This chapter seeks to highlight the opportunities for Mesoamerica to improve its international competitiveness. Competitiveness has become part of the explicit agenda for policy makers in the region, in many cases through a national co-ordination body or “competitiveness council”, and a range of policy measures have been introduced that aim to improve the general business environment or support specific sectors. However, firms in the region continue to face a number of obstacles that inhibit growth and that reduce the incentives for investment. Some of these obstacles are regional in nature, adhesion to trade agreements for example; others are more general (or horizontal) and relate to the level of development of the countries of the region, such as skills and educational attainment; while others are more specific to local contexts and, in general, appear responsive to more local solutions than those currently in place.
The chapter is divided into four parts. Part 2.1 discusses progress in regional (MAR) co-ordination and integration, highlighting the significance that this process has on creating opportunities for firms to integrate into regional and global markets. This section then assesses the different competitiveness policies in the region and underlines the common priorities that have emerged. Part 2.2 identifies the cross-cutting (horizontal) determinants of competitiveness that are applicable to all countries and industries. These levers to increase competitiveness include human capital development, technology upgrading and networking across the region’s major cities for greater specialisation. Part 2.3 assesses how Mesoamerica could better capitalise on its economic potential, based on the region’s factor endowments, in four major industries: tourism, agro-industry, light manufacturing and assembly (textile and other products), and logistics. This section also includes a discussion on how the cluster framework could be further exploited to improve the effectiveness of firms in these and other sectors. Part 2.4 explores important strategies for linking the poverty reduction and competitiveness agendas to enhance the effectiveness of both strategies.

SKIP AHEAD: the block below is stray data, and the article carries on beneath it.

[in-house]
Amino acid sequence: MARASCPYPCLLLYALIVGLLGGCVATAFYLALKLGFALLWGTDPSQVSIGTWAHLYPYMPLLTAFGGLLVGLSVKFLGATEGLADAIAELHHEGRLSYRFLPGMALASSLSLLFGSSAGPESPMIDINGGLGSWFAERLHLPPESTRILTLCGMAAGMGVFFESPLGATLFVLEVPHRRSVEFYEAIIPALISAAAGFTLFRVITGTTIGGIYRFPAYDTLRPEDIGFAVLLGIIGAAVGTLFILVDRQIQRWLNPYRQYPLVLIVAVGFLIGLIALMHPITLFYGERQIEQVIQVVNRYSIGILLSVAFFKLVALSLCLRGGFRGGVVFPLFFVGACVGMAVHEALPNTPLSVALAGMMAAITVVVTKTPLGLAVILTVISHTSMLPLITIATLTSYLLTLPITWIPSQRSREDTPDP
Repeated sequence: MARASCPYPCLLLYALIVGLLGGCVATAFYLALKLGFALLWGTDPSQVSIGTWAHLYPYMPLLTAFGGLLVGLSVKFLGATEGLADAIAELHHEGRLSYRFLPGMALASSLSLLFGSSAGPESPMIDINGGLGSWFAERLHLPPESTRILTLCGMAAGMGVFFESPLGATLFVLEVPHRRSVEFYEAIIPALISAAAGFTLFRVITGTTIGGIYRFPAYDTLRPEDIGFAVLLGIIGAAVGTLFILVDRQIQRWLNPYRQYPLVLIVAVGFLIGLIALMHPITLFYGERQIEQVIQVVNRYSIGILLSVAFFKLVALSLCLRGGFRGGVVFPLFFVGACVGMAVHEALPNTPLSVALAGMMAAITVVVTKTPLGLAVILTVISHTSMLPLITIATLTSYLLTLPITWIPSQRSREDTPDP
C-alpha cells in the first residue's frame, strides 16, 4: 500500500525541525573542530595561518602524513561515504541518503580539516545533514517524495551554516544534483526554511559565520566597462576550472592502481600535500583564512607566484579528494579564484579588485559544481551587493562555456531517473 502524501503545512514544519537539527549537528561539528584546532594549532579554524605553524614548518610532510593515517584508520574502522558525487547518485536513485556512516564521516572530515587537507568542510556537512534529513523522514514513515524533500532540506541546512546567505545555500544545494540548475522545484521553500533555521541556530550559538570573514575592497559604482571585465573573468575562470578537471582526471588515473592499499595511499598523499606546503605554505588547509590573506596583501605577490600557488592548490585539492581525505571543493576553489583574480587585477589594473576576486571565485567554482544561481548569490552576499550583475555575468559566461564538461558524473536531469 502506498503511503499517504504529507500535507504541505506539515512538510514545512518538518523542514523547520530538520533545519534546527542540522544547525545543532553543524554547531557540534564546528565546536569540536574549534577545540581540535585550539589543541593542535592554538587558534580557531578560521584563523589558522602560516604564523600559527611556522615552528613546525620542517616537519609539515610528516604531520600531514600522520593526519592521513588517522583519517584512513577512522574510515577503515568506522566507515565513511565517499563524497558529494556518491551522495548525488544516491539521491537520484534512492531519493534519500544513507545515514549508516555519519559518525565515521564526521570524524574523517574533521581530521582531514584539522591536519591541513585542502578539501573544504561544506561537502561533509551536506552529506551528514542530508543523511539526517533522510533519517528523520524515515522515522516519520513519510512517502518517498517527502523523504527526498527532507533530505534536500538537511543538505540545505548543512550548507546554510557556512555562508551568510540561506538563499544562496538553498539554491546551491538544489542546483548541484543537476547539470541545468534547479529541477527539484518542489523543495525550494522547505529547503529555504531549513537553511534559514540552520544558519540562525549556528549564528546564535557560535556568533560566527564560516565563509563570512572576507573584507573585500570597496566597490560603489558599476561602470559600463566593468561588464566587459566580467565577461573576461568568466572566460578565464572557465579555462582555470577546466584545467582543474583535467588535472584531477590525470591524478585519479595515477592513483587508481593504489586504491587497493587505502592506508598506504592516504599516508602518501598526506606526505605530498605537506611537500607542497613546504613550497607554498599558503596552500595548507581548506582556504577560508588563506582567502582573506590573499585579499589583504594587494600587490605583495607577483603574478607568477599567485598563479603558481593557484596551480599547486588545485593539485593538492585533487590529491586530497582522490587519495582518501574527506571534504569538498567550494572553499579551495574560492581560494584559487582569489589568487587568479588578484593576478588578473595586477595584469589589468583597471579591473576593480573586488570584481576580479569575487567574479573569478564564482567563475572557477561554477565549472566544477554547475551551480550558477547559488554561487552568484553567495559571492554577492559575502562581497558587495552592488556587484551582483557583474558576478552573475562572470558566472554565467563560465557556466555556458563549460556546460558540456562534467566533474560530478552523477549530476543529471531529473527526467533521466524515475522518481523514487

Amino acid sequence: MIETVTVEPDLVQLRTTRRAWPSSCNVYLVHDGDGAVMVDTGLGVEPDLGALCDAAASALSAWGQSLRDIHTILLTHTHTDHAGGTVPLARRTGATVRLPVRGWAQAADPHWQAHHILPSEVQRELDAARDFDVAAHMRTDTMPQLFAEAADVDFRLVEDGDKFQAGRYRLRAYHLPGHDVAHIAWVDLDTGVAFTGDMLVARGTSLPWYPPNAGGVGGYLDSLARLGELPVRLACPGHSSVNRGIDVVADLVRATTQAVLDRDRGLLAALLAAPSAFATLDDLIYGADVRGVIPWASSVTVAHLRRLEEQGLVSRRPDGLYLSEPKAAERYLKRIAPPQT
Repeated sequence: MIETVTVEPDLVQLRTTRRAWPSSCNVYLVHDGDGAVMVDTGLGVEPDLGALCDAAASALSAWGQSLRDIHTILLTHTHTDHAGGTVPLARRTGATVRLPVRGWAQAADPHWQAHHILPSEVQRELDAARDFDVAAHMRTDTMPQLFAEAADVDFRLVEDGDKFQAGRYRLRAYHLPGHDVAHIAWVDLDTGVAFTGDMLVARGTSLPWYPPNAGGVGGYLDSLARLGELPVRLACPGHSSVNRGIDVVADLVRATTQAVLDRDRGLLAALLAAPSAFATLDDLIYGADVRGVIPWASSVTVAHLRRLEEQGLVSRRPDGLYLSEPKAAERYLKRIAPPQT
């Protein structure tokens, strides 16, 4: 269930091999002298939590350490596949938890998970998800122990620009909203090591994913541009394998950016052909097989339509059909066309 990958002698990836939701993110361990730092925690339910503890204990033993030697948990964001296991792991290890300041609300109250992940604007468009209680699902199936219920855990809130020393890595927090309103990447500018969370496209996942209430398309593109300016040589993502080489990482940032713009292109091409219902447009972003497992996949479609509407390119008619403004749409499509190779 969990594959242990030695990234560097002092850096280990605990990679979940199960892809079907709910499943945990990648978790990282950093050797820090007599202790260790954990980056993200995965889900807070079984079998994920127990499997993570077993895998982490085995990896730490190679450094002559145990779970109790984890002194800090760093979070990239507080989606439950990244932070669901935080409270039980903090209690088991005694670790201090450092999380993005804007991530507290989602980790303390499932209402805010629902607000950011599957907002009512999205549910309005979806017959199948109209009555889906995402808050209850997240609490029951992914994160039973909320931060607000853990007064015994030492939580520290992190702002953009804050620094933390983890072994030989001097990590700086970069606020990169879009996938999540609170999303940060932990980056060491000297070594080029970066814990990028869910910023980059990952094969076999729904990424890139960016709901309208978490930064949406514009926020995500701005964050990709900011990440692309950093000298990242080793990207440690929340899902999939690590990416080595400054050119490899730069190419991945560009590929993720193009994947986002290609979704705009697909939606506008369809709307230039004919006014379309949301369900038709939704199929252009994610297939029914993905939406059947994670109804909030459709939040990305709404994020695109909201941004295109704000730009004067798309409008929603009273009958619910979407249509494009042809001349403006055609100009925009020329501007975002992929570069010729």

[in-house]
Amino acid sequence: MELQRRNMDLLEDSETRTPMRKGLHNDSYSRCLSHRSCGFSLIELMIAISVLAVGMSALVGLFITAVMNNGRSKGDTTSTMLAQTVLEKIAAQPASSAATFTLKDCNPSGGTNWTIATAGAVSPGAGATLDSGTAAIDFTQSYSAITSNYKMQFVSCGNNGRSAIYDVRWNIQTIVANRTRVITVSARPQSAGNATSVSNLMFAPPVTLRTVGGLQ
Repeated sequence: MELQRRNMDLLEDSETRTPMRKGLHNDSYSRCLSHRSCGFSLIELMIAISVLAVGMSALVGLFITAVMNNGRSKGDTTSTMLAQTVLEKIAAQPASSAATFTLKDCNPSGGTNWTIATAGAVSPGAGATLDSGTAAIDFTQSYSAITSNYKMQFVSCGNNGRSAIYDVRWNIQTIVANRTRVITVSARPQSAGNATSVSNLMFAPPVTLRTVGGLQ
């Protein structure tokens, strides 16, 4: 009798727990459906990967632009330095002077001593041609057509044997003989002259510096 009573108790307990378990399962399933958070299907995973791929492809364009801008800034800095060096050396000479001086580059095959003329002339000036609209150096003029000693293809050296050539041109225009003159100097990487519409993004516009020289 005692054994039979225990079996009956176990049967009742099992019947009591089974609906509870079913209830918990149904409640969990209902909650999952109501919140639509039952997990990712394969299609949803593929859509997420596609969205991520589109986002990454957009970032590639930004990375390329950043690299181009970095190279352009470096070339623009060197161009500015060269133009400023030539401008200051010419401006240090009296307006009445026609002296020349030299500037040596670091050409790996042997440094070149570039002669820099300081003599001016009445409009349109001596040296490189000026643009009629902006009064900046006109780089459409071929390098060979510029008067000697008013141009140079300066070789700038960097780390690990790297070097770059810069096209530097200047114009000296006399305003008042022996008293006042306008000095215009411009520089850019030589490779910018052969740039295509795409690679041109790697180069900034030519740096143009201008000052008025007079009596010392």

Chapters 1 and 2 of this report highlight two key aspects. On the hand, the fact that further economic integration of the Mesoamerican region (MAR) can be an important factor for its development. On the other hand, the preceding chapters have underlined that integration per se is not a solution to the problems of Mesoamerican countries and that much of their potential resides in a number of unused resources that should be identified and mobilised through more co-ordinated and inclusive action at all levels of government.
Looking at Mesoamerica’s integration process from a governance perspective, this chapter discusses ways to couple the on-going process of economic integration of Mesoamerica with a process of integración desde abajo (bottom-up integration), whereby strategic policy decisions are nourished by knowledge held at different levels of government and supported by appropriate horizontal co-ordination mechanisms at both national and local levels. The chapter is divided in two parts. Part 3.1 considers the status of mesoregional governance, that is, to what extent are countries co-ordinating their policy in the region. Part 3.2 looks at multi-level governance issues and discusses to what extent decentralisation and bottom-up initiatives can contribute to engage and co-ordinate the relevant actors at all levels of government in the development processes.